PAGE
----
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Video2Commonsense: Generating Commonsense Descriptions to Enrich Video Captioning
Zhiyuan Fang | Tejas Gokhale | Pratyay Banerjee | Chitta Baral | Yezhou Yang
Proceedings of the 2020 Conference on Empirical Methods in Natural Language Processing (EMNLP)

Captioning is a crucial and challenging task for video understanding. In videos that involve active agents such as humans, the agent’s actions can bring about myriad changes in the scene. Observable changes such as movements, manipulations, and transformations of the objects in the scene, are reflected in conventional video captioning. Unlike images, actions in videos are also inherently linked to social aspects such as intentions (why the action is taking place), effects (what changes due to the action), and attributes that describe the agent. Thus for video understanding, such as when captioning videos or when answering questions about videos, one must have an understanding of these commonsense aspects. We present the first work on generating commonsense captions directly from videos, to describe latent aspects such as intentions, effects, and attributes. We present a new dataset “Video-to-Commonsense (V2C)” that contains ~9k videos of human agents performing various actions, annotated with 3 types of commonsense descriptions. Additionally we explore the use of open-ended video-based commonsense question answering (V2C-QA) as a way to enrich our captions. Both the generation task and the QA task can be used to enrich video captions.

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MUTANT: A Training Paradigm for Out-of-Distribution Generalization in Visual Question Answering
Tejas Gokhale | Pratyay Banerjee | Chitta Baral | Yezhou Yang
Proceedings of the 2020 Conference on Empirical Methods in Natural Language Processing (EMNLP)

While progress has been made on the visual question answering leaderboards, models often utilize spurious correlations and priors in datasets under the i.i.d. setting. As such, evaluation on out-of-distribution (OOD) test samples has emerged as a proxy for generalization. In this paper, we present MUTANT, a training paradigm that exposes the model to perceptually similar, yet semantically distinct mutations of the input, to improve OOD generalization, such as the VQA-CP challenge. Under this paradigm, models utilize a consistency-constrained training objective to understand the effect of semantic changes in input (question-image pair) on the output (answer). Unlike existing methods on VQA-CP, MUTANT does not rely on the knowledge about the nature of train and test answer distributions. MUTANT establishes a new state-of-the-art accuracy on VQA-CP with a 10.57% improvement. Our work opens up avenues for the use of semantic input mutations for OOD generalization in question answering.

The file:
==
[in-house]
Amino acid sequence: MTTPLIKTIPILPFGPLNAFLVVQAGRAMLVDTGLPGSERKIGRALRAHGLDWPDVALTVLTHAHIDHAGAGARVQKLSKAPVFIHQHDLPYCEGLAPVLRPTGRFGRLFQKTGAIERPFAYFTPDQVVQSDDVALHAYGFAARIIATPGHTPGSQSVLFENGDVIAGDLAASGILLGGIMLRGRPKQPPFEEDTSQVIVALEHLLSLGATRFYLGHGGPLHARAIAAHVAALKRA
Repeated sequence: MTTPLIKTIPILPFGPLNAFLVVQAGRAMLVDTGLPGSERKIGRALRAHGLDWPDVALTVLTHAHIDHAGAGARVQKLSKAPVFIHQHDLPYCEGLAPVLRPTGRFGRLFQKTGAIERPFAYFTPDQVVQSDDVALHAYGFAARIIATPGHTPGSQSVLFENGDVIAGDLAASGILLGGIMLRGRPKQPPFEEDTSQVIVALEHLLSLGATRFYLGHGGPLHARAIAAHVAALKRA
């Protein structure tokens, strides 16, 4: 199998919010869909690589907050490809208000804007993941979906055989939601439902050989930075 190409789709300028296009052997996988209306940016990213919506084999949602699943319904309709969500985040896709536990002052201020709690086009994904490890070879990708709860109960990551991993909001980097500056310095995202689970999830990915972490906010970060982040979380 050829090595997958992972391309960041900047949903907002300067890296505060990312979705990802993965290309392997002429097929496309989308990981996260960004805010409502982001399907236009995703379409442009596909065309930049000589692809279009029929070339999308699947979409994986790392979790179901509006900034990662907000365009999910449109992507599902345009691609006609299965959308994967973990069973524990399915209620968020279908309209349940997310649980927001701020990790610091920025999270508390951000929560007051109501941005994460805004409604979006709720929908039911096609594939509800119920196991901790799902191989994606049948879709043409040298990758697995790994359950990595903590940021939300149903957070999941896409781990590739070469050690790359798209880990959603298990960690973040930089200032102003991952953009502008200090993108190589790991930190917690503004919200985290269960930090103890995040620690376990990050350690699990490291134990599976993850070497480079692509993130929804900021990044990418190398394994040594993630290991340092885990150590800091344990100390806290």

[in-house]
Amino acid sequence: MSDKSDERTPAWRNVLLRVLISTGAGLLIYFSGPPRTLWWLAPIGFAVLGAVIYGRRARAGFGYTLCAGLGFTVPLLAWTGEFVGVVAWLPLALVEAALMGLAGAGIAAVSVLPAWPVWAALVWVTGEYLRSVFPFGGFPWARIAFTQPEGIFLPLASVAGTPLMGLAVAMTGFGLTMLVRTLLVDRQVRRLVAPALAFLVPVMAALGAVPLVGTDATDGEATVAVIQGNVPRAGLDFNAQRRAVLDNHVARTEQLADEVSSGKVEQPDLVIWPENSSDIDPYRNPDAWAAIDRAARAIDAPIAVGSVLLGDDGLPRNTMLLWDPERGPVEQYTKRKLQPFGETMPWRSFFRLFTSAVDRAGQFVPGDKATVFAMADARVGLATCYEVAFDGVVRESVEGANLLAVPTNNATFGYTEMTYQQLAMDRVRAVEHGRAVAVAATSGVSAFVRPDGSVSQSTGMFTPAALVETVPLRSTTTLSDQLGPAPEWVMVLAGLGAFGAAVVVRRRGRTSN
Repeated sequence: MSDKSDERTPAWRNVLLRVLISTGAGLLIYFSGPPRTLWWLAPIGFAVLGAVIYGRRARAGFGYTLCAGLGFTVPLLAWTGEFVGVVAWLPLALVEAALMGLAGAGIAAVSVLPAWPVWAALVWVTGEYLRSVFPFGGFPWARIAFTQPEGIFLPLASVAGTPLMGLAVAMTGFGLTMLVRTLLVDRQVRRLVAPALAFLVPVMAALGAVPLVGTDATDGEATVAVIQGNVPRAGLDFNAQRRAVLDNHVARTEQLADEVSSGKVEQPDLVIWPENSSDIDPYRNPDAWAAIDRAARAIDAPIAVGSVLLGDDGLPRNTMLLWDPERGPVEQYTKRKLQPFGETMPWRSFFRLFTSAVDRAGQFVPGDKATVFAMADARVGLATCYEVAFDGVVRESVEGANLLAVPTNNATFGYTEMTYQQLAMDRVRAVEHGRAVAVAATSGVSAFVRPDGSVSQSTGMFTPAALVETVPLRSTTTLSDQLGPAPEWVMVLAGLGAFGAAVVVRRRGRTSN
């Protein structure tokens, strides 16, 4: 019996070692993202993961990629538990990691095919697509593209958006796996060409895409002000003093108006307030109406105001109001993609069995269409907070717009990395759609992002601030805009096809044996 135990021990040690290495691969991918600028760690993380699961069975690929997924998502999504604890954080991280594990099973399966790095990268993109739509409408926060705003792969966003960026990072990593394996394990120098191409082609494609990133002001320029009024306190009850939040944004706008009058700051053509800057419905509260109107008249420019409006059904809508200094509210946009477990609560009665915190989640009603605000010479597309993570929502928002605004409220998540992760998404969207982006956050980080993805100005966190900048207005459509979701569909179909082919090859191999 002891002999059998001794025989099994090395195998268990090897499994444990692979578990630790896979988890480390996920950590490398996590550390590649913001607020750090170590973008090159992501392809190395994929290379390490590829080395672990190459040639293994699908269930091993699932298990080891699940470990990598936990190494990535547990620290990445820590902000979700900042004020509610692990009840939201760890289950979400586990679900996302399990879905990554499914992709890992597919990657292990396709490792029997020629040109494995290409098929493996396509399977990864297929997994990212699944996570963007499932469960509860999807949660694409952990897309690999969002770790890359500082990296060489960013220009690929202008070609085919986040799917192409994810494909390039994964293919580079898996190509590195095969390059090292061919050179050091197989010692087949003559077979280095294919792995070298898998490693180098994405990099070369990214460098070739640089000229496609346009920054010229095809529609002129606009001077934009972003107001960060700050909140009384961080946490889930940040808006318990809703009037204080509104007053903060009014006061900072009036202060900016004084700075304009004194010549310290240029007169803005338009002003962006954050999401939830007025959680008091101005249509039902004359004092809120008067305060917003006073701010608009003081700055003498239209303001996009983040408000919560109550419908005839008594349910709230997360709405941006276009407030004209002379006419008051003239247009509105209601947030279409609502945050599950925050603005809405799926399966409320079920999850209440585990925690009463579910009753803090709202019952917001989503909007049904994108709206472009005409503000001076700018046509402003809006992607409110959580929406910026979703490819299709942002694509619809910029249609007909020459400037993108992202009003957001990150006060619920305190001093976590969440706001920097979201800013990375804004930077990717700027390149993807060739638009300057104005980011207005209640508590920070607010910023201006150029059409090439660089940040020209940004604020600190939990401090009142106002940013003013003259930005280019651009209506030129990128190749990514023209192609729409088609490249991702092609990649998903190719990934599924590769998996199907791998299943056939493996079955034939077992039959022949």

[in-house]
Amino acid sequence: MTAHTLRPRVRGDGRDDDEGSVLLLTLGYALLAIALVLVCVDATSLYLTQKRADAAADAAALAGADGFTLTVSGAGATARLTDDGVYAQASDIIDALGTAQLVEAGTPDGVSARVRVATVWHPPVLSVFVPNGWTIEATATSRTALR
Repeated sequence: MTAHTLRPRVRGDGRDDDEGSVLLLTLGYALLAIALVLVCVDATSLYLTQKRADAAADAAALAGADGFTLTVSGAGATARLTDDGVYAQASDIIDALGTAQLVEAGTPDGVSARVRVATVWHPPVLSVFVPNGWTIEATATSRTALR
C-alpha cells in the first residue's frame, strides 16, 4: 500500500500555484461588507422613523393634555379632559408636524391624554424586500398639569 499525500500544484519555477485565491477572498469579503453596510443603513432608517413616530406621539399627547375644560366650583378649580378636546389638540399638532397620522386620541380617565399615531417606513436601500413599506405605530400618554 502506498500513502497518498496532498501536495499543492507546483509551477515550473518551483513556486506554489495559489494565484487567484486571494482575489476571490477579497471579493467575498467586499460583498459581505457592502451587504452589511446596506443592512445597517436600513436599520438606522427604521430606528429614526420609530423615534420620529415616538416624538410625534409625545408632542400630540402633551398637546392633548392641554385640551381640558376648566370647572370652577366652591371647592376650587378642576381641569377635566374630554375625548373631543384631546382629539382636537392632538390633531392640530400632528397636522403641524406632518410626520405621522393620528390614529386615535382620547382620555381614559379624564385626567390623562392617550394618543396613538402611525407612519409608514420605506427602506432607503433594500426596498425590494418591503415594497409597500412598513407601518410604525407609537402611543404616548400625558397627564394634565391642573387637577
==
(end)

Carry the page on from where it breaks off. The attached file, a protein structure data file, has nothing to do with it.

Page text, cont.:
2019

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ASU at TextGraphs 2019 Shared Task: Explanation ReGeneration using Language Models and Iterative Re-Ranking
Pratyay Banerjee
Proceedings of the Thirteenth Workshop on Graph-Based Methods for Natural Language Processing (TextGraphs-13)

In this work we describe the system from Natural Language Processing group at Arizona State University for the TextGraphs 2019 Shared Task. The task focuses on Explanation Regeneration, an intermediate step towards general multi-hop inference on large graphs. Our approach consists of modeling the explanation regeneration task as a learning to rank problem, for which we use state-of-the-art language models and explore dataset preparation techniques. We utilize an iterative reranking based approach to further improve the rankings. Our system secured 2nd rank in the task with a mean average precision (MAP) of 41.3% on the test set.

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Careful Selection of Knowledge to Solve Open Book Question Answering
Pratyay Banerjee | Kuntal Kumar Pal | Arindam Mitra | Chitta Baral
Proceedings of the 57th Annual Meeting of the Association for Computational Linguistics

Open book question answering is a type of natural language based QA (NLQA) where questions are expected to be answered with respect to a given set of open book facts, and common knowledge about a topic. Recently a challenge involving such QA, OpenBookQA, has been proposed. Unlike most other NLQA that focus on linguistic understanding, OpenBookQA requires deeper reasoning involving linguistic understanding as well as reasoning with common knowledge. In this paper we address QA with respect to the OpenBookQA dataset and combine state of the art language models with abductive information retrieval (IR), information gain based re-ranking, passage selection and weighted scoring to achieve 72.0% accuracy, an 11.6% improvement over the current state of the art.